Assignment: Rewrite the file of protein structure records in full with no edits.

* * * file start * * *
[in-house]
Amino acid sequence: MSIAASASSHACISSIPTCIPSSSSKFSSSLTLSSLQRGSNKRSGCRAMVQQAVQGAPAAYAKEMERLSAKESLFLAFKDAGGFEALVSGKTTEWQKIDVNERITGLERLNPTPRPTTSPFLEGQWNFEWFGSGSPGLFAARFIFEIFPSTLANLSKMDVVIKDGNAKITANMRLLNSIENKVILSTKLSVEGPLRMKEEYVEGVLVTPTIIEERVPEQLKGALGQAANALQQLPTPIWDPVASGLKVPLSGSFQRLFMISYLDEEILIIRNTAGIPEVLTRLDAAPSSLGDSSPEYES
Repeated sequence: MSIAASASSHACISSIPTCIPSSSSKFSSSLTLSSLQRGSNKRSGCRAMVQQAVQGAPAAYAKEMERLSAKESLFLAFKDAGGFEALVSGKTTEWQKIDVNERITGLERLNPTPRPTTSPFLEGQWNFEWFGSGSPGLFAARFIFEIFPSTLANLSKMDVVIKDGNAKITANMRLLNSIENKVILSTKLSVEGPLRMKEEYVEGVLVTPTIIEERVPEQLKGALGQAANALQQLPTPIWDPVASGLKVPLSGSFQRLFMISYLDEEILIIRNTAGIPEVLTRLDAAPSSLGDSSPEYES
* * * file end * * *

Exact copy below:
[in-house]
Amino acid sequence: MSIAASASSHACISSIPTCIPSSSSKFSSSLTLSSLQRGSNKRSGCRAMVQQAVQGAPAAYAKEMERLSAKESLFLAFKDAGGFEALVSGKTTEWQKIDVNERITGLERLNPTPRPTTSPFLEGQWNFEWFGSGSPGLFAARFIFEIFPSTLANLSKMDVVIKDGNAKITANMRLLNSIENKVILSTKLSVEGPLRMKEEYVEGVLVTPTIIEERVPEQLKGALGQAANALQQLPTPIWDPVASGLKVPLSGSFQRLFMISYLDEEILIIRNTAGIPEVLTRLDAAPSSLGDSSPEYES
Repeated sequence: MSIAASASSHACISSIPTCIPSSSSKFSSSLTLSSLQRGSNKRSGCRAMVQQAVQGAPAAYAKEMERLSAKESLFLAFKDAGGFEALVSGKTTEWQKIDVNERITGLERLNPTPRPTTSPFLEGQWNFEWFGSGSPGLFAARFIFEIFPSTLANLSKMDVVIKDGNAKITANMRLLNSIENKVILSTKLSVEGPLRMKEEYVEGVLVTPTIIEERVPEQLKGALGQAANALQQLPTPIWDPVASGLKVPLSGSFQRLFMISYLDEEILIIRNTAGIPEVLTRLDAAPSSLGDSSPEYES